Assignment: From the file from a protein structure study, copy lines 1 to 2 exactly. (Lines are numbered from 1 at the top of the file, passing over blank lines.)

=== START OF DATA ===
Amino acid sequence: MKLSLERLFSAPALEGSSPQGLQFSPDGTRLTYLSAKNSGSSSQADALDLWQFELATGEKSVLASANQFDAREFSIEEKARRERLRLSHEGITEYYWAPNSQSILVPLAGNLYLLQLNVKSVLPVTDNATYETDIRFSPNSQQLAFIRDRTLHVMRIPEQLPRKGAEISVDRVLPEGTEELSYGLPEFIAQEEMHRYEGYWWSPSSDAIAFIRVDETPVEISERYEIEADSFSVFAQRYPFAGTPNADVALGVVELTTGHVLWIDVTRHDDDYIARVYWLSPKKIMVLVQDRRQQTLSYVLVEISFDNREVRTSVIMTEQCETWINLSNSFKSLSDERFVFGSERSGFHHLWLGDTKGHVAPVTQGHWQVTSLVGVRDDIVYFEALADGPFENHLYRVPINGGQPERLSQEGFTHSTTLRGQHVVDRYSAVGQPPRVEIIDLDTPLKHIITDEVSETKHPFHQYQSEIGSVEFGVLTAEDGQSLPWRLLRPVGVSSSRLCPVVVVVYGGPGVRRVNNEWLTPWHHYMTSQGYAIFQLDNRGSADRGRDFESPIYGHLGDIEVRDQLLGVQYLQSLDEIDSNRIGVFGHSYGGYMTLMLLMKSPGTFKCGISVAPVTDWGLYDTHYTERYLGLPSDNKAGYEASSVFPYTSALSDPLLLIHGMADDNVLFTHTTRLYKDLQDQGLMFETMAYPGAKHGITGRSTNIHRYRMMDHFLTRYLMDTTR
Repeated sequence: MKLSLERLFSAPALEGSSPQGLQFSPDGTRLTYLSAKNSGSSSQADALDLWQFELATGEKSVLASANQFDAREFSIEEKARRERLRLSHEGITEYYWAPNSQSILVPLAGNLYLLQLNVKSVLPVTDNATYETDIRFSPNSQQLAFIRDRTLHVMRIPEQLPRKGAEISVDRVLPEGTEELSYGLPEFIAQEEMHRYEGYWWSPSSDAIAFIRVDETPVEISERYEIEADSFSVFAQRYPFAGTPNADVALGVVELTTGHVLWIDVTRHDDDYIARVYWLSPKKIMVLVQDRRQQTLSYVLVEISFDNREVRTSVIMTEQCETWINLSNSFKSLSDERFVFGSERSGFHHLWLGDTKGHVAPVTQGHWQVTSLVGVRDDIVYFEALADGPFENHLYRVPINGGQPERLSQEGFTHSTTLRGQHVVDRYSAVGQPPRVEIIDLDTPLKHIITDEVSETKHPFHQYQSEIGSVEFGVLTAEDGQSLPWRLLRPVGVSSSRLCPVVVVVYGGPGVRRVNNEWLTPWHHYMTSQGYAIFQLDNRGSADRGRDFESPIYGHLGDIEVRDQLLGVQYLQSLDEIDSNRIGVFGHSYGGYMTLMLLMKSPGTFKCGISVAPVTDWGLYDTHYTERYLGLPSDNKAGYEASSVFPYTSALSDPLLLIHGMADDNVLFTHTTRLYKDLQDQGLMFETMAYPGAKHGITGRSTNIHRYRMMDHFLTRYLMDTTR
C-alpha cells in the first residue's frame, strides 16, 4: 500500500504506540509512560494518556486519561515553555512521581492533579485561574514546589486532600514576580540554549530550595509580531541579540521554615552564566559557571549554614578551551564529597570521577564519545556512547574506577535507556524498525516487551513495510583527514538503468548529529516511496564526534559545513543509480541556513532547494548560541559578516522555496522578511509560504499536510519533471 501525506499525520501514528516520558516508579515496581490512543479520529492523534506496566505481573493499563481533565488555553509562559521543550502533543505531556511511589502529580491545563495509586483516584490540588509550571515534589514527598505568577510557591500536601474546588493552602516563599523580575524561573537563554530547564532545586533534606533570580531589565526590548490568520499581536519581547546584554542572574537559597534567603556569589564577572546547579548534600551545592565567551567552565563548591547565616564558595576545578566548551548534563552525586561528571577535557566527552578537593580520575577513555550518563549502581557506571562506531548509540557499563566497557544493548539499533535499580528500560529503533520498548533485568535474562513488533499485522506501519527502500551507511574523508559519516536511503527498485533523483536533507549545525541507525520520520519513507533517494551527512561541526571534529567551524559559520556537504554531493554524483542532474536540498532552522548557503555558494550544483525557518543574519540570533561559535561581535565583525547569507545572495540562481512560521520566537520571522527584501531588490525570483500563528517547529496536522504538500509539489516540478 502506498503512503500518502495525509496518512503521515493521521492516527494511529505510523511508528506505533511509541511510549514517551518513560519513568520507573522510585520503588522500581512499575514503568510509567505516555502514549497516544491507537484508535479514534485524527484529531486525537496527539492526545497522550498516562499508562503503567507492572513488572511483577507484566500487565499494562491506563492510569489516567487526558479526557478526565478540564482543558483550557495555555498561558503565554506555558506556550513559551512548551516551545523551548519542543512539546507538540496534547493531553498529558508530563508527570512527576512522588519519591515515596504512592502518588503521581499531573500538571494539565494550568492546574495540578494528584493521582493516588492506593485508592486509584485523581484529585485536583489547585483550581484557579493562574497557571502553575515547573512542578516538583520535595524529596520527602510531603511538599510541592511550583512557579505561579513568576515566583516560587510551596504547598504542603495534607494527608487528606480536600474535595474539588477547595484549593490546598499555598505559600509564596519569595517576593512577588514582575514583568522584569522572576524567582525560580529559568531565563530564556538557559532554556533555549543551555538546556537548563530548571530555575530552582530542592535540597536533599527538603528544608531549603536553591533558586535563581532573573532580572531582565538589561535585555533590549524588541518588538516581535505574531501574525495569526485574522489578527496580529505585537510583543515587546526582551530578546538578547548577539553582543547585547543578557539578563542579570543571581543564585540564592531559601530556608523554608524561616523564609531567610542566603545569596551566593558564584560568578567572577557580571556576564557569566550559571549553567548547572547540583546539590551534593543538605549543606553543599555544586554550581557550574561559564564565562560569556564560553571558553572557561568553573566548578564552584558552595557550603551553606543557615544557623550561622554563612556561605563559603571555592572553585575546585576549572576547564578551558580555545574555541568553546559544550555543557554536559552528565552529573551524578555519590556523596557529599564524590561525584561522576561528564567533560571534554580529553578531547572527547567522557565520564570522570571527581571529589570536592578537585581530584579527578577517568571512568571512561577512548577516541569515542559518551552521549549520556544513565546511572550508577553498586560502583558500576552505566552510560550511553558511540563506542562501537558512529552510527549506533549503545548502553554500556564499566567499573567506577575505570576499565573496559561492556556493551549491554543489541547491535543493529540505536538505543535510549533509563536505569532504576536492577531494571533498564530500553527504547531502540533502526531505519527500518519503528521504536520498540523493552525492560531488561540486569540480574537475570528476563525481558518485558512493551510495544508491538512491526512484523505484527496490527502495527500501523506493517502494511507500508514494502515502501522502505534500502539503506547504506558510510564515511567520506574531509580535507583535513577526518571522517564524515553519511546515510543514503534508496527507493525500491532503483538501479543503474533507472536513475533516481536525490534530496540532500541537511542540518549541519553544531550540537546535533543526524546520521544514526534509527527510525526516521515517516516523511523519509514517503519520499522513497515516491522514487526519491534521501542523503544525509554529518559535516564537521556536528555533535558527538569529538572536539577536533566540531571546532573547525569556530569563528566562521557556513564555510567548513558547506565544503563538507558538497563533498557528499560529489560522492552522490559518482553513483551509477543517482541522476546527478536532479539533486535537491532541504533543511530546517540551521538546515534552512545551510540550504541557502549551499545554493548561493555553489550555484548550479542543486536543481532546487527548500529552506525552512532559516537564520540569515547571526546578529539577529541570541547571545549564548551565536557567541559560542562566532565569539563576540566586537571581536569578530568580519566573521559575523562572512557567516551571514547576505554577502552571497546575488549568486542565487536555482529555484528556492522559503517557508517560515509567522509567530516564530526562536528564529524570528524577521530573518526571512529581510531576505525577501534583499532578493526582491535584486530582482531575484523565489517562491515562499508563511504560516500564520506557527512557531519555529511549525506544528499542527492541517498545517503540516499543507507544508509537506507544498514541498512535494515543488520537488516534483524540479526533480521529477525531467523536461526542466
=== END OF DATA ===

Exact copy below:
Amino acid sequence: MKLSLERLFSAPALEGSSPQGLQFSPDGTRLTYLSAKNSGSSSQADALDLWQFELATGEKSVLASANQFDAREFSIEEKARRERLRLSHEGITEYYWAPNSQSILVPLAGNLYLLQLNVKSVLPVTDNATYETDIRFSPNSQQLAFIRDRTLHVMRIPEQLPRKGAEISVDRVLPEGTEELSYGLPEFIAQEEMHRYEGYWWSPSSDAIAFIRVDETPVEISERYEIEADSFSVFAQRYPFAGTPNADVALGVVELTTGHVLWIDVTRHDDDYIARVYWLSPKKIMVLVQDRRQQTLSYVLVEISFDNREVRTSVIMTEQCETWINLSNSFKSLSDERFVFGSERSGFHHLWLGDTKGHVAPVTQGHWQVTSLVGVRDDIVYFEALADGPFENHLYRVPINGGQPERLSQEGFTHSTTLRGQHVVDRYSAVGQPPRVEIIDLDTPLKHIITDEVSETKHPFHQYQSEIGSVEFGVLTAEDGQSLPWRLLRPVGVSSSRLCPVVVVVYGGPGVRRVNNEWLTPWHHYMTSQGYAIFQLDNRGSADRGRDFESPIYGHLGDIEVRDQLLGVQYLQSLDEIDSNRIGVFGHSYGGYMTLMLLMKSPGTFKCGISVAPVTDWGLYDTHYTERYLGLPSDNKAGYEASSVFPYTSALSDPLLLIHGMADDNVLFTHTTRLYKDLQDQGLMFETMAYPGAKHGITGRSTNIHRYRMMDHFLTRYLMDTTR
Repeated sequence: MKLSLERLFSAPALEGSSPQGLQFSPDGTRLTYLSAKNSGSSSQADALDLWQFELATGEKSVLASANQFDAREFSIEEKARRERLRLSHEGITEYYWAPNSQSILVPLAGNLYLLQLNVKSVLPVTDNATYETDIRFSPNSQQLAFIRDRTLHVMRIPEQLPRKGAEISVDRVLPEGTEELSYGLPEFIAQEEMHRYEGYWWSPSSDAIAFIRVDETPVEISERYEIEADSFSVFAQRYPFAGTPNADVALGVVELTTGHVLWIDVTRHDDDYIARVYWLSPKKIMVLVQDRRQQTLSYVLVEISFDNREVRTSVIMTEQCETWINLSNSFKSLSDERFVFGSERSGFHHLWLGDTKGHVAPVTQGHWQVTSLVGVRDDIVYFEALADGPFENHLYRVPINGGQPERLSQEGFTHSTTLRGQHVVDRYSAVGQPPRVEIIDLDTPLKHIITDEVSETKHPFHQYQSEIGSVEFGVLTAEDGQSLPWRLLRPVGVSSSRLCPVVVVVYGGPGVRRVNNEWLTPWHHYMTSQGYAIFQLDNRGSADRGRDFESPIYGHLGDIEVRDQLLGVQYLQSLDEIDSNRIGVFGHSYGGYMTLMLLMKSPGTFKCGISVAPVTDWGLYDTHYTERYLGLPSDNKAGYEASSVFPYTSALSDPLLLIHGMADDNVLFTHTTRLYKDLQDQGLMFETMAYPGAKHGITGRSTNIHRYRMMDHFLTRYLMDTTR